HSST technology, promoted by the HSST Development Corporation from 1993, scored an apparent sale in 1995, when Hiroshima announced plans for an airport-access line. This would extend 5 miles from the airport to the nearest JR-West station, and would eventually be extended to central Hiroshima.

Then, in mid-1996, the eastern Kyushu city of Miyazaki opened a short (0.9-mile) rail branch to serve its airport. The airport line is elevated and single-track; the project also included electrification of 1.6 miles of connecting line. Miyazaki, which has little more than 300,000 people, thus joined the select group of cities with an airport railway.

This project is not widely known outside of Japan -- after all, Miyazaki is not exactly a major tourist destination. We'll bet the gadget salesmen would like to keep it that way, for the Miyazaki airport access project had far-reaching impacts within Japan. Sendai decided to build a five-mile single-track airport railway branch instead of a metro extension. Hiroshima decided to build conventional rail instead of HSST (which would permit through service to the city center from the start). Nagoya decided to serve its new regional airport by extending a Nagoya Railroad branch. And so forth.

Nagoya proper has half the population density of Tokyo and Osaka. Since half the density also means half the population within the same area, Nagoya has not been able to finance metro expansion at the rate that Osaka and Tokyo have. Rail lines, where they exist, carry heavy traffic but large parts of the region have no rail service.

The "original" subway line was pushed to the eastern city limit (Fujigaoka), with a significant mileage on viaduct. An "onward" extension to Nagakute has been on the drawing board for some years.

A 1992 report by the Transport Policy Council recommended 25 miles of new rail lines in the region by 2008. One of these was the "Tobu-kyuryo" (Eastern Hills) line, to extend 5.5 miles between Fujigaoka and Yakusa (on the Aichi Peripheral Railway). This was outlined using some form of intermediate-capacity technology. Obviously, construction of a full-scale metro extension through this area could not be justified. Since the metro line uses standard gauge and third rail, and the Aichi Peripheral uses 1067mm gauge and 1500V dc overhead, there is no possibility of through working.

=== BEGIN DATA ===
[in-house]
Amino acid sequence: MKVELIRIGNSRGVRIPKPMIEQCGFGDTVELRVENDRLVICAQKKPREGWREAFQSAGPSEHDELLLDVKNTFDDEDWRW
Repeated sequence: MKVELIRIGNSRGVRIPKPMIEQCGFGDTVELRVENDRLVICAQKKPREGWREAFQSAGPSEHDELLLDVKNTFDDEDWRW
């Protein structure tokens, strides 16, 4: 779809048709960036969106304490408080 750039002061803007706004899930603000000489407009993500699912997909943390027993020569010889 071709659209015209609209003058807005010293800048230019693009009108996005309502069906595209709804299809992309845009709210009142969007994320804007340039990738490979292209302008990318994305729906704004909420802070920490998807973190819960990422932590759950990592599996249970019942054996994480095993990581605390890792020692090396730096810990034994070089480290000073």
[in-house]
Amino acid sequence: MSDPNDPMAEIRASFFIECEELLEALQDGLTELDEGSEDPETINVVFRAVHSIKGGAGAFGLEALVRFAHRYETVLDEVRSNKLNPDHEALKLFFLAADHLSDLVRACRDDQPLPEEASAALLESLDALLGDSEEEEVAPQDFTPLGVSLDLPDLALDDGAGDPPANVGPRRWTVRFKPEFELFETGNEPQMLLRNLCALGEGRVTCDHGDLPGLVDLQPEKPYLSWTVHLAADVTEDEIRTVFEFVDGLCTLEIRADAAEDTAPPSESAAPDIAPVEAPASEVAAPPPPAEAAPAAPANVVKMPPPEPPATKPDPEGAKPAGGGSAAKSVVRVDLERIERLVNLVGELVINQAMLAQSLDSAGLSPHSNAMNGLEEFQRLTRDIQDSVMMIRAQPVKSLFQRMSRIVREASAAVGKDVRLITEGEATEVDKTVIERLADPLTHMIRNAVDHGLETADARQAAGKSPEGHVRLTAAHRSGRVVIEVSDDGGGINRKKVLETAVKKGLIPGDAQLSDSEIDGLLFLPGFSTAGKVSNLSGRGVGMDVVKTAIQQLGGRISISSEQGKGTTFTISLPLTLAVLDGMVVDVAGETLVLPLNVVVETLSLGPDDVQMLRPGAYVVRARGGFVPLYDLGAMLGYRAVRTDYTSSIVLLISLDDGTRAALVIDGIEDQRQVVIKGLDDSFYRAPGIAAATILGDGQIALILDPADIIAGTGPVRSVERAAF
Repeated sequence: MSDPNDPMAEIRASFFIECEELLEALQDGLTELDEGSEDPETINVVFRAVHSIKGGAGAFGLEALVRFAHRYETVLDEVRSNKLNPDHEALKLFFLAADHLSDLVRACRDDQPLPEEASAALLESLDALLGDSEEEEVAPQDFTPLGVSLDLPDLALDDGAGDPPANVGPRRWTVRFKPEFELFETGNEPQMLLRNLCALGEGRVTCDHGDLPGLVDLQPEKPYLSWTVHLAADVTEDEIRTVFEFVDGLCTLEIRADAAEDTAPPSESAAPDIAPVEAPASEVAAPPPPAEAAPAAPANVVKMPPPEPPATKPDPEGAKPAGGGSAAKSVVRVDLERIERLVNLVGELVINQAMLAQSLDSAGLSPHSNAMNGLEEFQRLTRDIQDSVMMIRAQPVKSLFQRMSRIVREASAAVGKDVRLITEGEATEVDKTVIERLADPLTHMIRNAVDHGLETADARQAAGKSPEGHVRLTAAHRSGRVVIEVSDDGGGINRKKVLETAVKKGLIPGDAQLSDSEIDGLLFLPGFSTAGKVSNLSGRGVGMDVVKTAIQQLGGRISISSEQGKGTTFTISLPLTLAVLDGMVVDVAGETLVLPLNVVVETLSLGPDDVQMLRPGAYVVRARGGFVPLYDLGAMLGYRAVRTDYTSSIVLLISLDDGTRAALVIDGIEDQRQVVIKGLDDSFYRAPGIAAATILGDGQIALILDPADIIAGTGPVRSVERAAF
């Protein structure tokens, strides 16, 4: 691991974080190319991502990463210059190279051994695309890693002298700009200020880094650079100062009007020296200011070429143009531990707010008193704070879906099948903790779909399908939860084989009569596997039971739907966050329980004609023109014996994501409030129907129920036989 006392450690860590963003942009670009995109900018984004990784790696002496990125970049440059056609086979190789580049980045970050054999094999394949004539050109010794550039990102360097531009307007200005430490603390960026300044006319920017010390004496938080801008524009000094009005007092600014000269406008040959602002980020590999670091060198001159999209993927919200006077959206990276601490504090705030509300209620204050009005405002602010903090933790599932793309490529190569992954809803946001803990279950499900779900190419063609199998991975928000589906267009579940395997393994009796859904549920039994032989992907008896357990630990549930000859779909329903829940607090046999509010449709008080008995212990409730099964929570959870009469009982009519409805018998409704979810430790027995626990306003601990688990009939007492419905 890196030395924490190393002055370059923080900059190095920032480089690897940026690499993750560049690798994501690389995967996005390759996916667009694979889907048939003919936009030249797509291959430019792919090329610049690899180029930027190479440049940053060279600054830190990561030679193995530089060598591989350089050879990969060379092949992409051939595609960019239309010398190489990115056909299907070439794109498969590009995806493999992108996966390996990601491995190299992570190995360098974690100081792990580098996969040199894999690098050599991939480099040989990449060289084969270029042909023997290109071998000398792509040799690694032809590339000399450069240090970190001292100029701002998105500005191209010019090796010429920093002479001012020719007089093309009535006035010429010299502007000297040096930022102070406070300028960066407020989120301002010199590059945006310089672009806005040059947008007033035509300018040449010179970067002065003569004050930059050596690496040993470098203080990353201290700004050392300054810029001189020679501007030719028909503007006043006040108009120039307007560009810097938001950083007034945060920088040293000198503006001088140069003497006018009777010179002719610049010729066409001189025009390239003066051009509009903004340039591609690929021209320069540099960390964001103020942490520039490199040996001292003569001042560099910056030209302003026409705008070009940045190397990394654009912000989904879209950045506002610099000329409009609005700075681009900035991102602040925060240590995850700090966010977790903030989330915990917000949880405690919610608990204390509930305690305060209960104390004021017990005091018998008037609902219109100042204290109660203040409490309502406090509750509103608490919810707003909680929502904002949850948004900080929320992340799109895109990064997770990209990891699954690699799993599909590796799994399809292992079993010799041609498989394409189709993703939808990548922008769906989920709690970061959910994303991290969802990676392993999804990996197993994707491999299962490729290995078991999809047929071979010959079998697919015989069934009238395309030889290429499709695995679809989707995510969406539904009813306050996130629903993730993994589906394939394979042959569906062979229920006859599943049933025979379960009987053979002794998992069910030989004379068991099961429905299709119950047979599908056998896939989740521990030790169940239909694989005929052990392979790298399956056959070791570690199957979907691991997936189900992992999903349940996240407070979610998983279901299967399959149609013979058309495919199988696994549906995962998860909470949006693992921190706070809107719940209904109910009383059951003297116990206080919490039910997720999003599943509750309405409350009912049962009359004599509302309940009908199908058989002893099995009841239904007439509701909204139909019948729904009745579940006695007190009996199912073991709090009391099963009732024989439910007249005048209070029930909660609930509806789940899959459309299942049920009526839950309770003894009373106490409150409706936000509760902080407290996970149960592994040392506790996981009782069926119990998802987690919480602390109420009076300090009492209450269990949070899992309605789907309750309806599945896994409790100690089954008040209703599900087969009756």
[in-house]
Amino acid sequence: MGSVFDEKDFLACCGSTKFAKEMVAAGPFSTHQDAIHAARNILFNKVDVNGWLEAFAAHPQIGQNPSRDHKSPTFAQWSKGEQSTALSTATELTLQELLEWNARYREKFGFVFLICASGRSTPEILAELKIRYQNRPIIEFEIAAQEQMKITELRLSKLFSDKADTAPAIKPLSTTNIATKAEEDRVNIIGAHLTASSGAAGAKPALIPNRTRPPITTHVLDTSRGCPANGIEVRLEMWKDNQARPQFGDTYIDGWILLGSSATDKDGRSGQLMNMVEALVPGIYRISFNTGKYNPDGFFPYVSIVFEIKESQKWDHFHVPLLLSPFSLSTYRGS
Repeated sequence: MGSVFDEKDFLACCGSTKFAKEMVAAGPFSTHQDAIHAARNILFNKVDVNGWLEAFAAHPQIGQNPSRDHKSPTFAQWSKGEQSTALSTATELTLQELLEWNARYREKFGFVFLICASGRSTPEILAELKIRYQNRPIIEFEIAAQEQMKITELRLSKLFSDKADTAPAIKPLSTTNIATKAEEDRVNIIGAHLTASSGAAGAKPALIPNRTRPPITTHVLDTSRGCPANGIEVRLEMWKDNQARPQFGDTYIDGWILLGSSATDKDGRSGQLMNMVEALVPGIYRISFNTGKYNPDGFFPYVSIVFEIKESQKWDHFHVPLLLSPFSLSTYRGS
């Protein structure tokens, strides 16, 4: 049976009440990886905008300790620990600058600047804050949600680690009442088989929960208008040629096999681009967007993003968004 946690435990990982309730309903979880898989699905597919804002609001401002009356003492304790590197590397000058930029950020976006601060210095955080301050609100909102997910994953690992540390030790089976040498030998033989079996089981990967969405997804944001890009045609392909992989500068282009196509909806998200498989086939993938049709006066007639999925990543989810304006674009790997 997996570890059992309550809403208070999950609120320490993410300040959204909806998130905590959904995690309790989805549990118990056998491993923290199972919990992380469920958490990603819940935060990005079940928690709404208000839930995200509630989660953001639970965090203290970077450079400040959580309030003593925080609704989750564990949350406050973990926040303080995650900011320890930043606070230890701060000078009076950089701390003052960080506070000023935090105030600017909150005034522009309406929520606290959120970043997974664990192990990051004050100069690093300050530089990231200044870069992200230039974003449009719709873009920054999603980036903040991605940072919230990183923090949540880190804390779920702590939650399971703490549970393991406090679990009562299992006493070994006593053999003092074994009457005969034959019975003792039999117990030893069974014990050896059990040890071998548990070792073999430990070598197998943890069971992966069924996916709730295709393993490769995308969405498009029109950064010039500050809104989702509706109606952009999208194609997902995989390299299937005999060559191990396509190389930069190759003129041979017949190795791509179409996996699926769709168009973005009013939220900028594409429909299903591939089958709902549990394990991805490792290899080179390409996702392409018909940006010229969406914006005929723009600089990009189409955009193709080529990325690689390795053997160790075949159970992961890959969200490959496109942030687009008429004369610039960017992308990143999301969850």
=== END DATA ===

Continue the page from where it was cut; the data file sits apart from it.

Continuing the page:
Somebody apparently decided that this route would make a good "working prototype" for HSST. Makes sense: not too long, Aichi Exposition coming up in 2005, and would provide a useful regional connection thereafter. Another factor: "Hills" in Japan do not imply nice gentle slopes, but rather abrupt rises. Sounds like a good place to put that alleged hill-climbing ability to the test. About 0.8 mile will be underground, and the remainder on viaduct. The line will have 8 intermediate stations.

The company is the Aichi Rapid Railway. This is a public-private ("third-sector") joint venture including Aichi Prefecture and on-line local governments, several banks, the Nagoya Railroad, the Chubu Electric Power Co [now that's "supplier financing!"], and automaker Toyota. The designed maximum service frequency is 6 minutes, and the designed maximum speed is 100 km/h (62 mph). The planned running time is 15 minutes, implying a commercial speed of about 20 mph. The estimated construction cost (this probably dates to the the start of construction) was 40.5 billion yen, about $320 million, or $60 million per mile.

So, despite all the hype and claims one might hear (and we expect to hear a lot from the maglev boosters), this is another Japanese "special-purpose" line serving a small niche market. If there was any potential for significantly higher traffic volumes than are now forecast, the line would be built for through service by subway trains.